Breitling is also one of the manufacturers that react most strongly to prevailing trends; it introduces new models to the market almost on an annual basis. This is clearly the case with its pilots’ watches, especially in the Chronomat and Avenger lines. Both always have a rotating bezel with raised markers.
The Chronomat – with its distinctively detailed numerals on the dial, round crown, and polished markers, which originally formed a square on the dial – alters its pilots’-watch look with sporty-elegant and modern options. In addition, other bezel numerals and markers are offered in this collection. Black-coated models with black or anthracite-colored markers and hands lend the watches a touch of modern sportiness. The Airborne models represent a timeless military style with more practical-looking numerals and markers and textile straps.
But Breitling’s Avenger line goes still further in this direction. Its stencil-like numerals recall the distinctive look of military equipment. And the crown and pushers are designed with function in mind. In contrast to the Chronomat collection, which features chronographs exclusively, the Avenger line also includes three-hand watches. The look can also be varied with different straps: a polished metal bracelet for classic sportiness, leather for a more retro look, a rubber strap for functionality or a textile strap for military appeal.
Breitling is known as a pilots’-watch brand to an even greater extent than IWC. At Breitling, this means maintaining traditions as well as satisfying the customer by offering contemporary designs. Watches are also produced to meet the demands of today’s pilots. For this reason, Breitling sometimes dispenses with the mechanical movements that have come to be expected in a luxury watch. This results in extremely precise multifunction watches that have countdown, alarm, and additional time-zone functions.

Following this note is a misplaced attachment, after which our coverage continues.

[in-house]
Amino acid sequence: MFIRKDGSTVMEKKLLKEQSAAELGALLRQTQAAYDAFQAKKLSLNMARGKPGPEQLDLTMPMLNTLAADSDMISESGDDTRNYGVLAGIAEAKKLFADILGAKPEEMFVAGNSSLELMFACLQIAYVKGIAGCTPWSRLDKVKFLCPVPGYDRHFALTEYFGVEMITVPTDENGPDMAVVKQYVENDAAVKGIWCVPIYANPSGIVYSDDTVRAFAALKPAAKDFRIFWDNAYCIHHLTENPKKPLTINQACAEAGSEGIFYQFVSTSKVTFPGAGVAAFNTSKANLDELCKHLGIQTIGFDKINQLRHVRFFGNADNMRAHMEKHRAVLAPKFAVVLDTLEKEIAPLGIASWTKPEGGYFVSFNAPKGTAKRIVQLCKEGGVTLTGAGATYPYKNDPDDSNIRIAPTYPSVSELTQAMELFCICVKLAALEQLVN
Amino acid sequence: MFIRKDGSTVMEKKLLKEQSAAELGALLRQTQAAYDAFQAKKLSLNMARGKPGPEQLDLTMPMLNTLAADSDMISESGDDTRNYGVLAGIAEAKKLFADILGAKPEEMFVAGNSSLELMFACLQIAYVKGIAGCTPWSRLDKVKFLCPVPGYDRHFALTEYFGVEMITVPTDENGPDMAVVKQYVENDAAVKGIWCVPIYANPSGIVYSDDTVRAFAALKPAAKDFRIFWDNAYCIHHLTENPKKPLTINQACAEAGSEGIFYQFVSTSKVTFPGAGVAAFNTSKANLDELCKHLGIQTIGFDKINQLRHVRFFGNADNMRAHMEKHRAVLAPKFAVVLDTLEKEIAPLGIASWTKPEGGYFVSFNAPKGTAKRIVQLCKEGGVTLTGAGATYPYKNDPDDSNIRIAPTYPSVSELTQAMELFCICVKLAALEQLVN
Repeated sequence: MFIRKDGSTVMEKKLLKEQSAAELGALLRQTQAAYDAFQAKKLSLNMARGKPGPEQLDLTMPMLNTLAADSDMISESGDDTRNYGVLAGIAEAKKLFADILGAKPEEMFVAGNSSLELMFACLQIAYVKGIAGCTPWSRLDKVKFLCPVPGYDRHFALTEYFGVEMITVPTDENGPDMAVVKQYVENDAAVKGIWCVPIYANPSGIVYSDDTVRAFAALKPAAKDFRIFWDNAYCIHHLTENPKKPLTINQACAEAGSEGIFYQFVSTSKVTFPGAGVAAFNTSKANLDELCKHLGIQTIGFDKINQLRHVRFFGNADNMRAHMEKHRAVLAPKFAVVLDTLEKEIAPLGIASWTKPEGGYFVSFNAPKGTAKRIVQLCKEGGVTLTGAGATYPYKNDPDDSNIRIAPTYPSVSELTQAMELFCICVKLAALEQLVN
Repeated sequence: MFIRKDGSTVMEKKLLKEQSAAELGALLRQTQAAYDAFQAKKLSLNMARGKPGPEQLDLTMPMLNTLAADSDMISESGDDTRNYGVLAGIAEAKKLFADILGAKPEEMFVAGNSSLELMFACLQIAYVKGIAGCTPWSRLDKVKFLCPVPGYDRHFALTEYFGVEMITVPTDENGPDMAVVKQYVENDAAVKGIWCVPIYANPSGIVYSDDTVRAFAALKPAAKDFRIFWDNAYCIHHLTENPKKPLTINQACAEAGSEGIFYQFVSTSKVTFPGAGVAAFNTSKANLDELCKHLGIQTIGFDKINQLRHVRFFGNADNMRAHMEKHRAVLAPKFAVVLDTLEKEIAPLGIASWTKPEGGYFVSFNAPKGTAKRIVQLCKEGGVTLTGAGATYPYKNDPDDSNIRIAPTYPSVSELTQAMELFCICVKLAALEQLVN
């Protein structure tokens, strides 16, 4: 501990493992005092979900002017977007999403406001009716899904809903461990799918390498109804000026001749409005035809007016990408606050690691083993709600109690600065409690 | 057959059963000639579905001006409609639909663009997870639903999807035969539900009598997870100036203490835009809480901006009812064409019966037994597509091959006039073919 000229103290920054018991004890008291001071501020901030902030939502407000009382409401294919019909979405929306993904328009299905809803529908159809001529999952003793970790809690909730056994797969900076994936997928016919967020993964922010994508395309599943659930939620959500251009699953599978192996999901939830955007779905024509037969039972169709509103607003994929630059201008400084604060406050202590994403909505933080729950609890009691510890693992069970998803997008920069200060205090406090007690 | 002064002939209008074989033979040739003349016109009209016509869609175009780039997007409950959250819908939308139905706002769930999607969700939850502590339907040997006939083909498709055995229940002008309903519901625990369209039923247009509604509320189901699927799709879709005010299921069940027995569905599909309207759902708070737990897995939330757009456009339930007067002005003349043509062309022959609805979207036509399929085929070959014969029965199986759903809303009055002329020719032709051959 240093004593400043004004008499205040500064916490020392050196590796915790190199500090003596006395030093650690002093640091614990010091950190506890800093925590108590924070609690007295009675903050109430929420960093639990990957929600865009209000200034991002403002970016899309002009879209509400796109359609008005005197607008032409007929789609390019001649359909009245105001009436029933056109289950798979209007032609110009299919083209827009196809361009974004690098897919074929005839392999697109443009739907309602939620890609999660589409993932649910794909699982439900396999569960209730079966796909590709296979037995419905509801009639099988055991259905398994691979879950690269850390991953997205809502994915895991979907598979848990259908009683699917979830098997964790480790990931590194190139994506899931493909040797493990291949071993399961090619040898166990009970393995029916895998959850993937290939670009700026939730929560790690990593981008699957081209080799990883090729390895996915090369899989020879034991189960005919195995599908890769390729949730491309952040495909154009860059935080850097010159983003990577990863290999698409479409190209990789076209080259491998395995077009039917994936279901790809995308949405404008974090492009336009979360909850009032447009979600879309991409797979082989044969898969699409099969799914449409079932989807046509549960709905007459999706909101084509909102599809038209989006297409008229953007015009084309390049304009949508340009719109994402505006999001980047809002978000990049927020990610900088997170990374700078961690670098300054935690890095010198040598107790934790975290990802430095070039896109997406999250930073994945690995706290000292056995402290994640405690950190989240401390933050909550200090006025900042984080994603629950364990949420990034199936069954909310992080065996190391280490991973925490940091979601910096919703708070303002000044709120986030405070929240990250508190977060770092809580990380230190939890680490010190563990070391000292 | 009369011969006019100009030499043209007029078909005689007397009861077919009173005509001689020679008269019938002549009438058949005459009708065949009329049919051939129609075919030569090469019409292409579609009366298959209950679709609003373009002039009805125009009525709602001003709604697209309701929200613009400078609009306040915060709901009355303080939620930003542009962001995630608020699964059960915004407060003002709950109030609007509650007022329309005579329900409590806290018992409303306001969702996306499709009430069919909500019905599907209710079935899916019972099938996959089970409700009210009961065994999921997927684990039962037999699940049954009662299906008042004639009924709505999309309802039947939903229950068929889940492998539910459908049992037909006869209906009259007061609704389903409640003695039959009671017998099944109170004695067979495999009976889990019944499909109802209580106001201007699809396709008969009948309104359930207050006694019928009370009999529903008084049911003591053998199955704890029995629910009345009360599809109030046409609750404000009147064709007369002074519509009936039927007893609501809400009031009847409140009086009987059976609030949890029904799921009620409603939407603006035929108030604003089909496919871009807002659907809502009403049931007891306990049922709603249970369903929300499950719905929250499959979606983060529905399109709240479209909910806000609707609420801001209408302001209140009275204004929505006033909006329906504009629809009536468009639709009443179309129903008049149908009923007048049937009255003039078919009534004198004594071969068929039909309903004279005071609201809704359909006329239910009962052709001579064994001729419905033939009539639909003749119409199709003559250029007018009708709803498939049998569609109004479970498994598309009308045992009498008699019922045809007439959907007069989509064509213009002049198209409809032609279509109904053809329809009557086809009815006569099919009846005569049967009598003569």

Watches in the brand’s Professional line typically have a functional case and large numerals at 3, 6, and 9 o’clock. Some have rotating bezels for quick calculation of flight routes. The hands are partially skeletonized to permit view of the LCD indications at the top and bottom of the dial. Breitling’s Emergency model attained fame with its integrated distress beacon. The chunky case houses a screw connector for the antenna, which wearers view as a positive feature of the watch, not a hindrance.
The newest addition to the Professional collection is the Exospace B55 for wireless connection to a smartphone. The user can set the time using the phone, as well as reading start and landing times on the phone’s large screen. With its black case and gray or blue hands with matching rubber strap, it has a modern, high-tech look.
IWC and Breitling interpret the pilots’ watch in different ways. IWC uses an iconic model from its past and rolls out a homogeneous collection of pilots’ watches with unmistakable features. Different colors and materials transform the lines and push them in different directions for an elegant or military look.
Breitling chooses another path. This brand continues to offer and produce its pilots’ watch icon, the Navitimer. Variations are offered with special editions in which the company creates a feeling of greater elegance or modernity through its use of different colors and materials. Breitling has also created collections that are inspired by contemporary or military designs. Bracelets and straps also provide numerous possibilities to modify the design.
Both brands rely on distinctive features so it’s always immediately possible to recognize the model as an IWC or a Breitling. But where IWC tinkers with its design and continues to develop its look or make steps toward its origins, Breitling invents itself anew while still leaving its icon intact.
This article originally appeared in the March-April 2017 issue of WatchTime.